Even though CI makes sure that the code is integrated with no issues, CD has to set the stage for automated deployments and it completes the development cycle by going through the deployment process again to add the developed and tested code to the production environments. However, we should know that even though CI/CD are related to each other, there is a major difference between CI and CD.
Continuous integration explained
Continuous Integration is a very important practice in the development process. It focuses on automating the integrated code changes from multiple contributors into a shared repository frequently. Once the code changes are submitted, an automated build process is triggered to compile the code and it creates a build artifact. This system then runs a set of tests to ensure the new code works well with the existing code. As a special benefit, the developers quickly get feedback on whether their code passed these tests or not.
Continuous delivery explained
The code changes can be moved to continuous delivery when those are gone through the CI pipeline. The main objective of CD is to ensure that the code in the repository is always in a deployable state, and can be deployed to production at any time.
The CD sends the code changes to testing environments such as staging environments or QA environments. This is also done as an automated process. After the code is deployed to the test environments, the testers can perform testing as they want. If those code changes need to go to the production environment, developers might need to do additional reviews and get approval from the QA team before deploying the changes to production.
Continuous Delivery includes automated testing, configuration management, and deployment automation. Once code undergoes the CI phase, it goes through further automated testing and is prepared for release. However, the actual deployment to production is taken as a manual decision.
Continuous deployment explained
Continuous Deployment can be considered an extended version of continuous delivery. This involves automating the whole release process so that all the successful code changes are automatically deployed to production without manual involvement. This means that it helps to deploy code changes to the production environment using an automated way. After the testing is done in the testing environment, developers release the code changes to the production environments which have already passed the previous stages.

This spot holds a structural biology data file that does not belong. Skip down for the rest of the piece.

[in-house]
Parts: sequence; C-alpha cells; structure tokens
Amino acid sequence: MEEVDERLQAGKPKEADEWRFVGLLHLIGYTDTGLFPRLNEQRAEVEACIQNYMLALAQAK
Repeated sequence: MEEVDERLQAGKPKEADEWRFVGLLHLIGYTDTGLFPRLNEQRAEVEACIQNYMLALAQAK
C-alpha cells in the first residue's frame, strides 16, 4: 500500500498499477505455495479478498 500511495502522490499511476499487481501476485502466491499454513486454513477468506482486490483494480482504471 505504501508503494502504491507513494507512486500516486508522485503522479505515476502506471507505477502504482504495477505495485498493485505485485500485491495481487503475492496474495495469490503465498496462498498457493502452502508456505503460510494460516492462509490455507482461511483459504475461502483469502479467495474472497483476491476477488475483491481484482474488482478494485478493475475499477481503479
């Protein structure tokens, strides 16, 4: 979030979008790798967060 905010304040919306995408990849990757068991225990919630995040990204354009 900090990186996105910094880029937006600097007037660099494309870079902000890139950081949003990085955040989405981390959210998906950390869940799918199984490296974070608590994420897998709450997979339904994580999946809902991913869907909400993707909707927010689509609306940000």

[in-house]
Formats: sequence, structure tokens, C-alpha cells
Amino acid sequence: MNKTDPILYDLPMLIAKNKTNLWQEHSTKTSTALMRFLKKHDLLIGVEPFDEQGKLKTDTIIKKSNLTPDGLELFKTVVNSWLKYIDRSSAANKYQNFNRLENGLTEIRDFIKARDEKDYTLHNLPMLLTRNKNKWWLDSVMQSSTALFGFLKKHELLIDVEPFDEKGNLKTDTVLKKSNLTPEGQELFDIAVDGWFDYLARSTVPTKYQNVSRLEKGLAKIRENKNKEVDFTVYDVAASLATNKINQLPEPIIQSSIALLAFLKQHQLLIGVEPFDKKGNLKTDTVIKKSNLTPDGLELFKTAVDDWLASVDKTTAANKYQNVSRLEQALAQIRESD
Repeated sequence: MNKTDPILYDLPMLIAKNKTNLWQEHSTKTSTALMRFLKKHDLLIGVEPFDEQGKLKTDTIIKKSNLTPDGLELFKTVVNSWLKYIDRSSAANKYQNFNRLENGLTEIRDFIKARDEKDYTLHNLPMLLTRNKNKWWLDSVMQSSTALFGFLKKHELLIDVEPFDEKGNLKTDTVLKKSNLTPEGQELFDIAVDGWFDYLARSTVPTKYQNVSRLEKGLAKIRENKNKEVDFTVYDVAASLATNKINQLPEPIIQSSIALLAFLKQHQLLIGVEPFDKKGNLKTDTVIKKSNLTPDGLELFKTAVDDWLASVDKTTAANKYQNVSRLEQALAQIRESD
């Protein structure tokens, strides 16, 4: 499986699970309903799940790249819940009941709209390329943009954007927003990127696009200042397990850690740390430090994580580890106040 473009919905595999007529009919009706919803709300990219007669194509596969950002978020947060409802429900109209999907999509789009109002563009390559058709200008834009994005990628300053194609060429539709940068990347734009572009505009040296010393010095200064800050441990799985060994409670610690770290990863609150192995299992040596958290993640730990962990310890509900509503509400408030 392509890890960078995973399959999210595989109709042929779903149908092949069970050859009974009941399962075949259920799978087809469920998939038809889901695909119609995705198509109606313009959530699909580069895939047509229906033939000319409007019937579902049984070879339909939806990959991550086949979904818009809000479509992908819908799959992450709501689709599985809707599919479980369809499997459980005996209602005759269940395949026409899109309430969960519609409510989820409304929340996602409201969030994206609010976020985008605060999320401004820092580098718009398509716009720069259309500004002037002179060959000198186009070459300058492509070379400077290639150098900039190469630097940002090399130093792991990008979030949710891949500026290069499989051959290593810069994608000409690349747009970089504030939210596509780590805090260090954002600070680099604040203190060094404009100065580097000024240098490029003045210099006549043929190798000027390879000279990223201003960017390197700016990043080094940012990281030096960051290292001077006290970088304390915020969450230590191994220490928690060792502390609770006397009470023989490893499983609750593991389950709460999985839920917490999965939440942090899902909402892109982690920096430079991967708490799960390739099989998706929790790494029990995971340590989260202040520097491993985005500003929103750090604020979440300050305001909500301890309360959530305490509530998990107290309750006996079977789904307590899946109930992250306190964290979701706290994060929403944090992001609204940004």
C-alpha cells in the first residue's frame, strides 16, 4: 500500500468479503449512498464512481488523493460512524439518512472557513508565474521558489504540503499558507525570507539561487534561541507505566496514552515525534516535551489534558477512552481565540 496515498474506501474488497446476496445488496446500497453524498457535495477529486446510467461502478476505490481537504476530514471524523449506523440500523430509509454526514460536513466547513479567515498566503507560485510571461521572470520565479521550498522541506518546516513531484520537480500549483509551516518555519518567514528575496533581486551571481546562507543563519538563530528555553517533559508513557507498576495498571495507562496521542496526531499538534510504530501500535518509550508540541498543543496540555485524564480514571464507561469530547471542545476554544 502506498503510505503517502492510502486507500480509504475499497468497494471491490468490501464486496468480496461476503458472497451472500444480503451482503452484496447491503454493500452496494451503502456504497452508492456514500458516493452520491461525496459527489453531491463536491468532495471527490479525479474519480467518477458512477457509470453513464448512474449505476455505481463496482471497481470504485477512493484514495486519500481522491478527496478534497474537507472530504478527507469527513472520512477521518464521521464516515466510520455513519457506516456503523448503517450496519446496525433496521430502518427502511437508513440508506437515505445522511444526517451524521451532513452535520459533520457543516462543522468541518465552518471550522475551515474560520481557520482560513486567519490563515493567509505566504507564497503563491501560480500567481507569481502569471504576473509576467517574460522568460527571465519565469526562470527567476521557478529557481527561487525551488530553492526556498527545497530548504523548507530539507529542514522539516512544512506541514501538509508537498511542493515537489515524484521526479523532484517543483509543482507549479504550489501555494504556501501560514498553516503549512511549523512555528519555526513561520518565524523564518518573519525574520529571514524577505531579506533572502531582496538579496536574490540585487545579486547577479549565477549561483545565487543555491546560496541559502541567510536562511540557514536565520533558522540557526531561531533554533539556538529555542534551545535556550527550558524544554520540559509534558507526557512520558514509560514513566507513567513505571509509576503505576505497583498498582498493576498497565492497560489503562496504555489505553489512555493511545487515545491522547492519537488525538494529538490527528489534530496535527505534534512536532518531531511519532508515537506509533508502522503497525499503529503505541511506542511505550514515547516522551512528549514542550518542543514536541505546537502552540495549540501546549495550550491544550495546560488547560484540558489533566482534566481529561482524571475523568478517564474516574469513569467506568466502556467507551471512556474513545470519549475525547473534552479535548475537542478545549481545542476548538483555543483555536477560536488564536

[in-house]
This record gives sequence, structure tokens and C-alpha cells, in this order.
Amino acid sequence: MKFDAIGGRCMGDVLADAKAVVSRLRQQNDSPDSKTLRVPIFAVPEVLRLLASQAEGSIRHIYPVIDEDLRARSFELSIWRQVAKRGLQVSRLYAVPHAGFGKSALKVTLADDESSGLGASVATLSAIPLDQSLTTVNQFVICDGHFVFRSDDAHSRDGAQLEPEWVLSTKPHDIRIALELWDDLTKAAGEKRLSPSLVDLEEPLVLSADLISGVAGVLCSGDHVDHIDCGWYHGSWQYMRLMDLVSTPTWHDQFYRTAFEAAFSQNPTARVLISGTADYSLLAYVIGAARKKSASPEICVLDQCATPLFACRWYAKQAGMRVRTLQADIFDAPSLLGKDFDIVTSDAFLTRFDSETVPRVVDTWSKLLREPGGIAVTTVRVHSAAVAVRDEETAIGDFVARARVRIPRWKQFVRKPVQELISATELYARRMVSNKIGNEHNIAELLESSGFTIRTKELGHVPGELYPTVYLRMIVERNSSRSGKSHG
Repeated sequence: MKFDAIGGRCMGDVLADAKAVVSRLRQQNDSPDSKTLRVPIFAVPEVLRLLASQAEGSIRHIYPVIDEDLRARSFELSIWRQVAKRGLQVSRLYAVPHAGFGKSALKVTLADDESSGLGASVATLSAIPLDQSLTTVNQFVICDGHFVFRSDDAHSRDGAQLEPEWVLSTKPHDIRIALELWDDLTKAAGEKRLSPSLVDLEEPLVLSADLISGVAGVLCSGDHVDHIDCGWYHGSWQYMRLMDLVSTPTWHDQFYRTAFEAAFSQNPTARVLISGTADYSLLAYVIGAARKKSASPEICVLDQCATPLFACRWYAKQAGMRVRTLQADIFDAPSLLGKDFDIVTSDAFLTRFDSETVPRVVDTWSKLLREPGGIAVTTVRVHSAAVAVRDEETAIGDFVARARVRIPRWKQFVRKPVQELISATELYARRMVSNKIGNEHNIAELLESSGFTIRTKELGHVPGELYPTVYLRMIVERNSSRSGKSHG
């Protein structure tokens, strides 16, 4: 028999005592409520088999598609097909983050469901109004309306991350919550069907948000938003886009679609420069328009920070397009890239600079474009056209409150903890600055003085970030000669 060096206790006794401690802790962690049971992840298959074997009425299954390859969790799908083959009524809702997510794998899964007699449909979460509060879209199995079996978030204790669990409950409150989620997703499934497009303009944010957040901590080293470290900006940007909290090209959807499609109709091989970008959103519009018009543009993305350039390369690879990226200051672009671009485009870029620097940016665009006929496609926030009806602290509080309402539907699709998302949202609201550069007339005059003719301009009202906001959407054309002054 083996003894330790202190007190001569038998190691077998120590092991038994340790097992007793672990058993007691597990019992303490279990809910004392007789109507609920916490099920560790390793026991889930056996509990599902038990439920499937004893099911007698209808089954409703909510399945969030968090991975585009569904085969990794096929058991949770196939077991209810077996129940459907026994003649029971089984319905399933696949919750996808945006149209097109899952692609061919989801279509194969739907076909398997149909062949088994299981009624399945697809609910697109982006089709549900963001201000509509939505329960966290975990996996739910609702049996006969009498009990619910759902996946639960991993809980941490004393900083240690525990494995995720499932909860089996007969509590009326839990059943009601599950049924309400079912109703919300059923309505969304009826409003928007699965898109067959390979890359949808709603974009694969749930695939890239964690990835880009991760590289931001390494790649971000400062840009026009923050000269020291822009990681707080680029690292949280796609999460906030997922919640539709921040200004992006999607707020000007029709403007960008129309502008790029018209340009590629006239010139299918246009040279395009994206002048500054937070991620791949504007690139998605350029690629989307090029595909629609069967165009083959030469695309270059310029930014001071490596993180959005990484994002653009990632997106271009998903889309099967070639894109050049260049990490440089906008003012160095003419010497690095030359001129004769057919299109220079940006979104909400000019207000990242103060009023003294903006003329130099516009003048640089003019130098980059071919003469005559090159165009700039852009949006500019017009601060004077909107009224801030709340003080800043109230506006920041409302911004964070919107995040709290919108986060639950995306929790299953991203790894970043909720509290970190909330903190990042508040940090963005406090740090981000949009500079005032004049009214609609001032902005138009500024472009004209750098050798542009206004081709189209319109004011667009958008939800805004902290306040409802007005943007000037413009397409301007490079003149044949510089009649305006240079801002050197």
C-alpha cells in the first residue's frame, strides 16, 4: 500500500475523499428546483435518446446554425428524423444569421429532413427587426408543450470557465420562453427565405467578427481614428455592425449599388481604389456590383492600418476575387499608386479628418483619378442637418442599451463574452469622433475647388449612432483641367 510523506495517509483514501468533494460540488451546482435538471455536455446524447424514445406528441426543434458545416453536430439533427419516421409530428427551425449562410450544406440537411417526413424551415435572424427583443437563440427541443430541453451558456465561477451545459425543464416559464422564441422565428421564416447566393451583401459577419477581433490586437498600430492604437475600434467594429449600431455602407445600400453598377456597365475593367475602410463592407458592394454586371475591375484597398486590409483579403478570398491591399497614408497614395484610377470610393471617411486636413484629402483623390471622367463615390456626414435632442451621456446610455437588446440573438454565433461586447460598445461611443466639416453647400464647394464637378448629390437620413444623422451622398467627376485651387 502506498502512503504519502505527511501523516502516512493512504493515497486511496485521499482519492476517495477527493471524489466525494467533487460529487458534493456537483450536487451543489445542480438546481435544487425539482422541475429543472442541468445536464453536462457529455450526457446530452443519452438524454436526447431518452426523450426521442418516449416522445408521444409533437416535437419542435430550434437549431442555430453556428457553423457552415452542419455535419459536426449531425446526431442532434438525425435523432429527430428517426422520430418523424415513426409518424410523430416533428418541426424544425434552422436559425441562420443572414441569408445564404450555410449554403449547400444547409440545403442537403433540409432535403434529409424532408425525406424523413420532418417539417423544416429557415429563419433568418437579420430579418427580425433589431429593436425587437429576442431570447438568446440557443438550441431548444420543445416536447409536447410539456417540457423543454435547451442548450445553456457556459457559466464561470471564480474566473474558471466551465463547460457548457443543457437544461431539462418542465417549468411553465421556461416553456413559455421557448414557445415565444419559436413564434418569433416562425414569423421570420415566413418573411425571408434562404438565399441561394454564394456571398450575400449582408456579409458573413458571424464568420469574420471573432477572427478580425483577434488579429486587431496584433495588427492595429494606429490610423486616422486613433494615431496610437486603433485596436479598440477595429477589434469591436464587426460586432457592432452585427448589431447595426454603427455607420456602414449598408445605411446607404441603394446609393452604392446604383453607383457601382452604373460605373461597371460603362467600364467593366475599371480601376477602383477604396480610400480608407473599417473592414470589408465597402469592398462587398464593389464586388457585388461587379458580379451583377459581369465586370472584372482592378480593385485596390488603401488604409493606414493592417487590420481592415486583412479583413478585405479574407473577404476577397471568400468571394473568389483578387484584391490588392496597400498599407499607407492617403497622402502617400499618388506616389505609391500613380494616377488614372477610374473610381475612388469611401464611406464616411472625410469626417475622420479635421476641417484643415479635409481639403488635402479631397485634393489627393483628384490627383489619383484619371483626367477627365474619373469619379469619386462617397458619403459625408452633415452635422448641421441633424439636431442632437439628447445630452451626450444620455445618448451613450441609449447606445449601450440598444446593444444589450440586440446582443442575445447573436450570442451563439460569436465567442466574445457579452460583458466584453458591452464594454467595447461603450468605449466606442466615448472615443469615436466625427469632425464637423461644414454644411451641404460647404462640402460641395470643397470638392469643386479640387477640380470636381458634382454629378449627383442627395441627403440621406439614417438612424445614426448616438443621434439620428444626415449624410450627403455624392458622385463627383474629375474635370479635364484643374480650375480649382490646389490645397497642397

Similar to Continuous Delivery, but the difference is that, in Continuous Deployment, the deployment to production is fully automated. Once the code passes all testing phases, it is automatically released to production without human approval.
Typically, the QA team decides whether to promote or reject a build based on the test results obtained in the stage/QA environments. If the QA team approves the build with a +1, the DevOps team/SRE team proceeds to deploy the build to production. On the other hand, if the QA team rejects the build due to any L1/blockers, it is sent back to the development environment for addressing the identified L1 issues.
CI/CD practices play an important role in software development. Continuous Integration automates the integration of new code with the legacy code and its associated testing tasks. Continuous Delivery takes care of automating the release of these code changes to testing environments.
CI/CD practices catch and fix errors early, keep everything consistent, and save both time and money. CI is the foundation and it ensures that code changes are integrated and tested correctly. CD automates how these changes get to testing and live environments. Together, CI/CD practices make software development and release faster and more reliable. At the end of the day, it leads to a costless and high-quality software product.